South Africa doesn’t need a miracle

 ·4 Jun 2024

Economists at the Bureau for Economic Research (BER) say that South Africa doesn’t need miracles or fairy tale magic to boost the economy and change its growth trajectory—it simply needs sustained implementation of existing structural reform plans.

In a research note this week, the BER posited that, using president Cyril Ramaphosa’s Operation Vulindlela (OV) as a starting point, it is possible to push the country’s GDP growth rate up to 3.5% a year fairly easily, taking it out of the slow, low-growth scenario that sees a paltry expansion of only 1.3% in 2024.

“Importantly, no new initiatives are required as many of the building blocks are in place,” it said.

“Many reforms aim to improve the South African business environment. If implemented successfully, the anticipated improvement in business confidence and private sector investment will also play an important role in tilting South Africa’s trajectory upward.”

Using the BER’s quarterly forecast for May as a baseline, the economists tweaked some domestic assumptions—like energy availability (EAF) and logistics—to see their impact in the model

Notably, the BER said that all outcomes are based on domestic assumptions only, without any changes to the global backdrop.

“In reality, the global economy can help lift growth or work against us. This is important for growth forecasts but also impacts the currency,” it said.

The BER said that Operation Vulindlela has already done a lot of the heavy lifting in terms of policy reform.

It aims to accelerate economic growth through structural reforms, focusing on key areas such as energy, digital infrastructure, transport, and water to stimulate investment, improve service delivery, and enhance the competitiveness of the South African economy.

It also seeks to streamline regulatory processes, remove bureaucratic obstacles, and promote public private partnerships to drive economic development and create opportunities for all South Africans.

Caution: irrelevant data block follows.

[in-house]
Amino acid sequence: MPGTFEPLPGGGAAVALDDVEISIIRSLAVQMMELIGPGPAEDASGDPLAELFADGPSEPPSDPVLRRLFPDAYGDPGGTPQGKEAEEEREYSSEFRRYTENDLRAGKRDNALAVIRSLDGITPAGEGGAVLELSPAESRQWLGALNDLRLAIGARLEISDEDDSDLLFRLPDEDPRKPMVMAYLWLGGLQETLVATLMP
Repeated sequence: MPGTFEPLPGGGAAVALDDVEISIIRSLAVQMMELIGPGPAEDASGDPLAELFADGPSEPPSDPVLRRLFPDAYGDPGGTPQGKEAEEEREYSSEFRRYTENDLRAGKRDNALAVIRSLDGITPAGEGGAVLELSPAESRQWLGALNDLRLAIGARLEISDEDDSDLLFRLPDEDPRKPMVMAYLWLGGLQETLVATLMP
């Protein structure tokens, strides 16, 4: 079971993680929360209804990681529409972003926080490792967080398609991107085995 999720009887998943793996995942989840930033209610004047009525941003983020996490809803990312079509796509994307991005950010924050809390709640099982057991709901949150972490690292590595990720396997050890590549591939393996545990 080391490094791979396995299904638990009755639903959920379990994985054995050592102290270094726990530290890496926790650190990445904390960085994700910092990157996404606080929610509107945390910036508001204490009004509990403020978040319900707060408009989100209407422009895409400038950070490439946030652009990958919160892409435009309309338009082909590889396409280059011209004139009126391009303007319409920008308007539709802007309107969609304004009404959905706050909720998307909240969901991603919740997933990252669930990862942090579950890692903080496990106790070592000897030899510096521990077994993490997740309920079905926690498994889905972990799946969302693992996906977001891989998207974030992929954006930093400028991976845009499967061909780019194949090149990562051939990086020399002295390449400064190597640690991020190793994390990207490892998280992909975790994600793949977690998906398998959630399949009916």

“There is no need to reinvent the wheel. Our scenario uses OV because it is an existing plan that has already booked successes and is well supported within the public and private sectors,” the BER said.

For the upside scenario to become a reality, however, the economists listed some fundamentals:

  • The South African constitution and Rule of Law are maintained, post elections
  • The South African Reserve Bank remains independent and can pursue its mandate without fear of interference.
  • Fiscal discipline remains intact, with a commitment to bring down government debt to GDP levels over time.
  • Prudent funding decisions around implementing the National Health Insurance (NHI) or a Basic Income Grant (BIG).
  • Policy uncertainty diminishes as reform momentum gathers pace.

“Budging on any of these assumptions would have a significant negative impact on the economy,” the BER said.

To boost growth to the upside 3.5%, other factors needs to turn in South Africa’s favour. These include:

  • Significantly better electricity outcomes and continued improvement in Eskom’s EAF with private sector participation in expansion.
  • Water security concerns are addressed by expanding water infrastructure at the municipal level, overseen by an independent authority.
  • Reformed logistics network driven by public and private sector collaboration, particularly in rail and ports.
  • Sentiment—both from businesspeople operating within the country and from investors (local and domestic)—shifts towards investing in the country.

“Implementing these reforms can boost real GDP growth by 1.5 percentage points by 2029: 3.5% vs. the 2% modelled in our baseline,” the BER said.

“The largest driver of this improvement in the growth trajectory stems from fixed investment, which is 4% pts higher by 2029, underpinned by robust private fixed investment.

“Given the improved energy availability and access to ports and railways, exports perform much better, reaching growth of almost 5% in 2029 vs. 3% modelled in the baseline.”

The BER said that the specifics of the modelling can be complex, and the international factors—particularly the impact on the rand and risk premium—but stressed that the underlying fact remains:

“A committed pursuit of reforms and a general dedication from all stakeholders to bringing down the cost of doing business in South Africa would improve our competitiveness. This will enhance South Africa’s potential for success.”

The group said that it is also easy to paint a more negative picture, given the baseline from which the model works. However, “we can also easily be more positive about the economy than presented

“The scenario presented (here) is just one of the ways the coming years could play out—and the next few weeks are critical.”

Read: South Africa’s ‘watershed moment’ – and a very important 2 weeks

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